"I must bring these exercises to a close I am wanted at another place." By the intuitive law he said: "I am needed, and we will bring these exercises to an immediate close." He stopped right in the center of his sermon, and picked up his saddle-bags (he was a physician), and when he got to the door there was Jim Bozarth telling him to come and set Ed's thigh, which bad been broken.  There were fifty living witnesses to that then, and I suppose ten or twenty of them are yet alive.  They wondered how old Dr. Still knew when to take up his saddle-bags.  That is one of the attributes that God puts in man.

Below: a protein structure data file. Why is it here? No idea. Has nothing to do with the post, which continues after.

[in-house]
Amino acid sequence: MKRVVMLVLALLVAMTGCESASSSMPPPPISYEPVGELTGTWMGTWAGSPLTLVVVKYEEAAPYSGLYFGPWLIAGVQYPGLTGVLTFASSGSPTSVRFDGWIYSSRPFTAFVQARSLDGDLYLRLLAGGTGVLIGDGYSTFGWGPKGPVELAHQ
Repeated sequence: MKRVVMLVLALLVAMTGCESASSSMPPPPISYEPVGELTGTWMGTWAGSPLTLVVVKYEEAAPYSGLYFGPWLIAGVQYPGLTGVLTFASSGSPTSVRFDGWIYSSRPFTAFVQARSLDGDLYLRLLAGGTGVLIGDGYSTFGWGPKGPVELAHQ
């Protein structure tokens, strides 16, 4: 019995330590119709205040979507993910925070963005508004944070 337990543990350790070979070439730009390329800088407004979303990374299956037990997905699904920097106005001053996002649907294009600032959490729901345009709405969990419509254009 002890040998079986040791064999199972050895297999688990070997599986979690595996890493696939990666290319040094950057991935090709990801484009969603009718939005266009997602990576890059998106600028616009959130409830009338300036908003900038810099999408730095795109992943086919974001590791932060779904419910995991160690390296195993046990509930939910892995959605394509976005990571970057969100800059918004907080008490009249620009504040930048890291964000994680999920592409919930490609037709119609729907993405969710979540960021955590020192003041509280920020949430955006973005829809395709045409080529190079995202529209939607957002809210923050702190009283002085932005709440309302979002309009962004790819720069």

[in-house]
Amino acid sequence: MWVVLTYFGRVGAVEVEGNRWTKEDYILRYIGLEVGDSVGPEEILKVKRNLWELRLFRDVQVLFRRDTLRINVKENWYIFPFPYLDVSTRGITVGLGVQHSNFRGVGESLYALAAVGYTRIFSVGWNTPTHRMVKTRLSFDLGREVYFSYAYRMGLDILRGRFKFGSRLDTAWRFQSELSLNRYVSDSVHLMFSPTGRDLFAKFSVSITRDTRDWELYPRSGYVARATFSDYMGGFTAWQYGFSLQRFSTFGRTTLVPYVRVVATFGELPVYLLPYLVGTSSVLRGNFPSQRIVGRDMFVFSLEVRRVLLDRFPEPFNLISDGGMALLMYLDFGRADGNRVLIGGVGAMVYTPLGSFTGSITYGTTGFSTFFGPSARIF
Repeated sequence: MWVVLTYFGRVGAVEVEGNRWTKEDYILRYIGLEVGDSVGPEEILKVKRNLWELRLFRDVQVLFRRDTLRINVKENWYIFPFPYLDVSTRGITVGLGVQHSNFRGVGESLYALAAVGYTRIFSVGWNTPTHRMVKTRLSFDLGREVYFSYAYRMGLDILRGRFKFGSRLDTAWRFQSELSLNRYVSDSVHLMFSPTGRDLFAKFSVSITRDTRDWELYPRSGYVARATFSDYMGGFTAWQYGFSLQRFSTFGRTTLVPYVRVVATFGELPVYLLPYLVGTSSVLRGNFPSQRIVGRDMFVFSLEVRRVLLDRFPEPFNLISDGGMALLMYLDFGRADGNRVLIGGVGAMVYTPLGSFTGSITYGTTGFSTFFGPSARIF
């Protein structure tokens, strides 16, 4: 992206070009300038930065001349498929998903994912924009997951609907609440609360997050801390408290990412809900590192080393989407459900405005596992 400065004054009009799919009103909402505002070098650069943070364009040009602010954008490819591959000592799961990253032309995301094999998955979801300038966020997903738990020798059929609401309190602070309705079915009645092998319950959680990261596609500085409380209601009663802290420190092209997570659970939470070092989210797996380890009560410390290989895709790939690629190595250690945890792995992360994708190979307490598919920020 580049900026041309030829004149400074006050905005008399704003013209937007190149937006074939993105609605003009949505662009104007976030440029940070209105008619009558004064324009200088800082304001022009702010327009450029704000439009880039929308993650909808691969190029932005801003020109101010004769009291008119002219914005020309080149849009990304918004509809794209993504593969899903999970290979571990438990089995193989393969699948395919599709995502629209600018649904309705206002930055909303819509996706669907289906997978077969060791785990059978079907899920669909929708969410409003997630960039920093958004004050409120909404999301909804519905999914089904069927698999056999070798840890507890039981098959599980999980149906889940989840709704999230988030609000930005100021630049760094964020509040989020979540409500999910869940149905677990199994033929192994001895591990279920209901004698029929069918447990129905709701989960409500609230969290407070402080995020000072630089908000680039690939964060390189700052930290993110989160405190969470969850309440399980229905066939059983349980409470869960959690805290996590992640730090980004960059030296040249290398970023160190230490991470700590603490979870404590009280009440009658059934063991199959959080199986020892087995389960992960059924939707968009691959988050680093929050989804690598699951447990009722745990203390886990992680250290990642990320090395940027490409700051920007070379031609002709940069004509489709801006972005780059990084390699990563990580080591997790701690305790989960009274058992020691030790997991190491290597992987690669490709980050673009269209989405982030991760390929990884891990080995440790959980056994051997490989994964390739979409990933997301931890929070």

Will the divine law do to trust in all things and under all circumstances?  The tally-sheet says no. Look the world over, and you will see men and women of all nations, who, while making great pretensions of belief in the infallibility of the Infinite, do not hesitate to make themselves drunk with whisky and opium "as a remedy for disease." You will sometimes see the doctor who is called to your bedside get drunk both before and after he makes you drunk.  You seldom see a minister who has the courage to rise before his congregation and say, "Our system of healing the sick is worse than all devils; it teaches by precept and example that the wisdom of God is a farce, and that His laws will not do to trust in disease."  By their acts and advice in sickness many of our ministers day after day set aside the divine law, and bring God to open shame.  They say in the best of language, "All of God's work is perfect," with great emphasis on the word "perfect," and that "His works prove His perfection," yet do they believe what they say of God and the perfection of His laws?  If the minister really believes it, why does be send a man loaded with poison into the sick chamber of his family, and drink the deadly bitters himself?  Has he studied God's law as applied to the anatomy and life of man, that he might know what button to touch to reduce fever?  Or does be think his acts would be an insult to a God of even human intelligence?  If the Infinite knows all things, He in justice would mark such divines as either liars and hypocrites, or fools of the first water.  The God of all truth knows full well how many such clerics have been sent to the Keeley cure.  Are they not the lost that no man can number?